Bruni had been one of the earlier fascinating stories in this research because of her immediate physical transformation. When she'd learned about the project, her memory seemed to have catapulted through the years, up through her feet and out of her eyes like projector beams. I begged her to hold on to the story until I could capture it on camera. She agreed to be in touch, but hadn't been. I'd given her my card, she'd given me only her first name, so I had thought for three months until I came across her full name. Miraculously, Bruni was the first of the forty listings I dialed. I was delighted and honored to have her story revealed as evidence of the lasting impact of cinema on childhood memory.
She begins her story by informing us that she was "flüchtlings kind" or refugee child at the time of her memory. It was around 1948 in post-war Germany and the feeling of joy, she explained, "just didn't happen often in this place" but it did on Sundays when she and her sister could go to the cinema. She said that in those days, despite the work and hardship, she had always imagined herself as a princess, like the girl in the Russian Märchenfilm (fairytale) of her memory.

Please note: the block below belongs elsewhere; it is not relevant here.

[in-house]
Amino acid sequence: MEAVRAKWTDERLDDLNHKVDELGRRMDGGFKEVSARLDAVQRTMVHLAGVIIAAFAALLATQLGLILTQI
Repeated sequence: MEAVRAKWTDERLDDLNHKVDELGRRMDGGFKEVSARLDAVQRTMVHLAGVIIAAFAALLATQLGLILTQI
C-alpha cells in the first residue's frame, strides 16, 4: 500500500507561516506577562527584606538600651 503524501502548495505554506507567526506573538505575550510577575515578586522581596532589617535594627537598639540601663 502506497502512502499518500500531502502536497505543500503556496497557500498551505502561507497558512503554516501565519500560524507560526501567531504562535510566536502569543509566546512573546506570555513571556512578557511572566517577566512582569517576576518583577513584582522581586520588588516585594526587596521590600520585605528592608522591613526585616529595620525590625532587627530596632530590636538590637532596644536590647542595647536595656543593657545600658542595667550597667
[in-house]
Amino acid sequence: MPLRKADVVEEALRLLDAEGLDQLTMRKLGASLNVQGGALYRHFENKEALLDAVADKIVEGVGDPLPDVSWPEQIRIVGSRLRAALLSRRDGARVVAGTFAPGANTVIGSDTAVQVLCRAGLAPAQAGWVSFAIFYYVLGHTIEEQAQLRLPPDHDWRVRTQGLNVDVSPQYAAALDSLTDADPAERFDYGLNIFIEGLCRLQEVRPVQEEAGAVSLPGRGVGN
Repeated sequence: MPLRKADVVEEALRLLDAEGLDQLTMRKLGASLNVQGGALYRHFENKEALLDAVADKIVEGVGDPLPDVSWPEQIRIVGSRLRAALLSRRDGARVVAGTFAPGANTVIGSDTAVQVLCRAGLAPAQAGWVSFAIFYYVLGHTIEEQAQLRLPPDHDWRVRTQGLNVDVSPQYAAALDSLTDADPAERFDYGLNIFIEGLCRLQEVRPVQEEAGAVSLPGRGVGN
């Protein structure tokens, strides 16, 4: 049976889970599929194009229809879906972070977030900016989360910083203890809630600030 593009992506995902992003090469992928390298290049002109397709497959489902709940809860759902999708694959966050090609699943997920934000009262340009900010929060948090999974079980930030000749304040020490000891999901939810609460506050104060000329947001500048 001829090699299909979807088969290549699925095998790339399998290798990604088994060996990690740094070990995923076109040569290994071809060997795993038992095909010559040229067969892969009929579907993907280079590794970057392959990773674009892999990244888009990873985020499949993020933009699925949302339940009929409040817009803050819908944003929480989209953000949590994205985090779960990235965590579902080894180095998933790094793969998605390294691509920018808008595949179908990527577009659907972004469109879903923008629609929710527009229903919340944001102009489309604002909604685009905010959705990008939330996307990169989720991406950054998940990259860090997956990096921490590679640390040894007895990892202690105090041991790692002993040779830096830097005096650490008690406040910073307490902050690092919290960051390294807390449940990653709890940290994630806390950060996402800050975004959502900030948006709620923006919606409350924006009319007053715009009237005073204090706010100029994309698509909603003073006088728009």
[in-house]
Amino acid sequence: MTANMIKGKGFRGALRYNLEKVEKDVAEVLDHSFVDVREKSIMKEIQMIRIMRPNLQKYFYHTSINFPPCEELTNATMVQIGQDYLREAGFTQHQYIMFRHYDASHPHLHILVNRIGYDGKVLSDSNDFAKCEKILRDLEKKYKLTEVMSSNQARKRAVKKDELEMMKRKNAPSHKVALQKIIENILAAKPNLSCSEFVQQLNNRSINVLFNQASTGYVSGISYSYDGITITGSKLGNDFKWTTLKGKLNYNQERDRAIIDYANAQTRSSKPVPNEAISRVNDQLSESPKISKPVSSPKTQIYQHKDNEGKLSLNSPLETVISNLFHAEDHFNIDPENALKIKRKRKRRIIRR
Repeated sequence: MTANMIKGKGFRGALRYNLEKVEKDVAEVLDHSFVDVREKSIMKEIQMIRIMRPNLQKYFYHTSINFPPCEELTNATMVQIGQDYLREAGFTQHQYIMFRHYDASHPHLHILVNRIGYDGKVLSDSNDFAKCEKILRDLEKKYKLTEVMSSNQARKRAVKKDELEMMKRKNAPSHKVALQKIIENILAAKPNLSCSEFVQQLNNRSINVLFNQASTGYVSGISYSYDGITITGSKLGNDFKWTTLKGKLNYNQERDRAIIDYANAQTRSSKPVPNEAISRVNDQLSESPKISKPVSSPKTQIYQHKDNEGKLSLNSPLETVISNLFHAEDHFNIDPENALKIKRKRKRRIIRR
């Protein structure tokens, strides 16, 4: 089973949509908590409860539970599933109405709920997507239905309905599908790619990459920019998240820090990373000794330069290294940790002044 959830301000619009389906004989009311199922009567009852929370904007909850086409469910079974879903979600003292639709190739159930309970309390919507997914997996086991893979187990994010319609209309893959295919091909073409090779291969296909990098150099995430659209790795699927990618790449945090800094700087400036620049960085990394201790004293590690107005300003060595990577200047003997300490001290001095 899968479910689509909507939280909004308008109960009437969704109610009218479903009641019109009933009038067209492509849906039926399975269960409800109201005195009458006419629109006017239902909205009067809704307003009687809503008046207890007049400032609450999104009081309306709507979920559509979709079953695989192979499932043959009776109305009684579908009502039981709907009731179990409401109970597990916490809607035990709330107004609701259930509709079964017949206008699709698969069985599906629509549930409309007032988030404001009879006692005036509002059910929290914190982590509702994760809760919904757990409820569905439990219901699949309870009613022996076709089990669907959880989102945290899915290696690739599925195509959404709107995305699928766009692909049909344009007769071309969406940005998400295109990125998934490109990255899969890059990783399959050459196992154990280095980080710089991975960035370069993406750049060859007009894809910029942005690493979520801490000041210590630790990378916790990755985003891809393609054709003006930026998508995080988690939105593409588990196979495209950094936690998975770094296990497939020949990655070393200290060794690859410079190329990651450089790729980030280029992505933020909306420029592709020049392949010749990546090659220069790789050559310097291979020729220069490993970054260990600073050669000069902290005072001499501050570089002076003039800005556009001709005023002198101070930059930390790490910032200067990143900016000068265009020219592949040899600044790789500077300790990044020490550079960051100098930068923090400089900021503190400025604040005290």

Fellow filmmaker, Elise Fried originally met Bruni at a performance from the beloved Berlin choreographer Sasha Walz and company and thanks to Bruni's tickets, we could see the concert. In her interview, Bruni stated that she had studied with modern dance pioneer Mary Wigman in London before she married her prince and returned to Berlin to teach nursery school.
Finding Felix Project
- The Finding Felix Project
- Berlin, Germany
- The Finding Felix Project is a work for screen and publication from Katy Kavanaugh, a curator and filmmaker (katykavanaugh.weebly.com). A fellowship from Stanford University and The Freie Universität- Berlin allowed her to return to the Berlin Film Festival's 35 year-old Generation (formerly Kinderfilmfest) to collect evidence of the directive impact that international films seen in childhood can have toward shaping the breadth of a person's view of the world and the decisions they make. This investigation focuses on one eleven year-old film festival-goer whom Kavanaugh met while serving on the Kinderfilmfest's international jury in 2001. Ten years later, Kavanaugh wants to know how a childhood full of international films influenced Felix's life so far. Meanwhile, with help from Media Consultant Tina Toepfel and Gintare Malinauskaite, PhD History at Humboldt Universität, Felix has been found and is now in post-production. To help meet its completion goal, please consider contributing via our fiscal sponsor, Cinefemme.net.